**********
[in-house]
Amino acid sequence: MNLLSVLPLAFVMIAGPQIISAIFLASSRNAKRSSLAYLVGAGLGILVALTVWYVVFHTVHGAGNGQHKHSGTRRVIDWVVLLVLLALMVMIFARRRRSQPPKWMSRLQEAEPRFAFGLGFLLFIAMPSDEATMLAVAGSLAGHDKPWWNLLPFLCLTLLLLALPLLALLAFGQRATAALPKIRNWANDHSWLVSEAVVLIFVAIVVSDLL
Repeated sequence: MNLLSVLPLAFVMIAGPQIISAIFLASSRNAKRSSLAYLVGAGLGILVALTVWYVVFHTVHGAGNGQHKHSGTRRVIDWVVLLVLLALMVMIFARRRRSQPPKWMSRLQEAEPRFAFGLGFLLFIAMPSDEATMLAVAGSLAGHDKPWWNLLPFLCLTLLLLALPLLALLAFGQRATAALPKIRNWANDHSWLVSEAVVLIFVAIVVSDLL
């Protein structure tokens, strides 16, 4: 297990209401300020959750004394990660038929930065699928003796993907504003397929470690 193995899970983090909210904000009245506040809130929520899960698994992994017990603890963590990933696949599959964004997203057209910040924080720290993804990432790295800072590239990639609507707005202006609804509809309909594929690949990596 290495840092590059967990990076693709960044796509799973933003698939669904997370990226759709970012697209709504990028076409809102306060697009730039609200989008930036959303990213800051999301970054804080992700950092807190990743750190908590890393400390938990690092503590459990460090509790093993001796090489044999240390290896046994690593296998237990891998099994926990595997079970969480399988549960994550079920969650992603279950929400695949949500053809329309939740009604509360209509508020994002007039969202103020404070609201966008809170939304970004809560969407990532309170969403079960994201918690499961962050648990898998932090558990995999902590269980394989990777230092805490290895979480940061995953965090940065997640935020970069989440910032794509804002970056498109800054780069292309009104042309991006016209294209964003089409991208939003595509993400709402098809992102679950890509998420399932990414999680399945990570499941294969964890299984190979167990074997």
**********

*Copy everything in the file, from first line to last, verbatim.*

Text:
[in-house]
Amino acid sequence: MNLLSVLPLAFVMIAGPQIISAIFLASSRNAKRSSLAYLVGAGLGILVALTVWYVVFHTVHGAGNGQHKHSGTRRVIDWVVLLVLLALMVMIFARRRRSQPPKWMSRLQEAEPRFAFGLGFLLFIAMPSDEATMLAVAGSLAGHDKPWWNLLPFLCLTLLLLALPLLALLAFGQRATAALPKIRNWANDHSWLVSEAVVLIFVAIVVSDLL
Repeated sequence: MNLLSVLPLAFVMIAGPQIISAIFLASSRNAKRSSLAYLVGAGLGILVALTVWYVVFHTVHGAGNGQHKHSGTRRVIDWVVLLVLLALMVMIFARRRRSQPPKWMSRLQEAEPRFAFGLGFLLFIAMPSDEATMLAVAGSLAGHDKPWWNLLPFLCLTLLLLALPLLALLAFGQRATAALPKIRNWANDHSWLVSEAVVLIFVAIVVSDLL
């Protein structure tokens, strides 16, 4: 297990209401300020959750004394990660038929930065699928003796993907504003397929470690 193995899970983090909210904000009245506040809130929520899960698994992994017990603890963590990933696949599959964004997203057209910040924080720290993804990432790295800072590239990639609507707005202006609804509809309909594929690949990596 290495840092590059967990990076693709960044796509799973933003698939669904997370990226759709970012697209709504990028076409809102306060697009730039609200989008930036959303990213800051999301970054804080992700950092807190990743750190908590890393400390938990690092503590459990460090509790093993001796090489044999240390290896046994690593296998237990891998099994926990595997079970969480399988549960994550079920969650992603279950929400695949949500053809329309939740009604509360209509508020994002007039969202103020404070609201966008809170939304970004809560969407990532309170969403079960994201918690499961962050648990898998932090558990995999902590269980394989990777230092805490290895979480940061995953965090940065997640935020970069989440910032794509804002970056498109800054780069292309009104042309991006016209294209964003089409991208939003595509993400709402098809992102679950890509998420399932990414999680399945990570499941294969964890299984190979167990074997």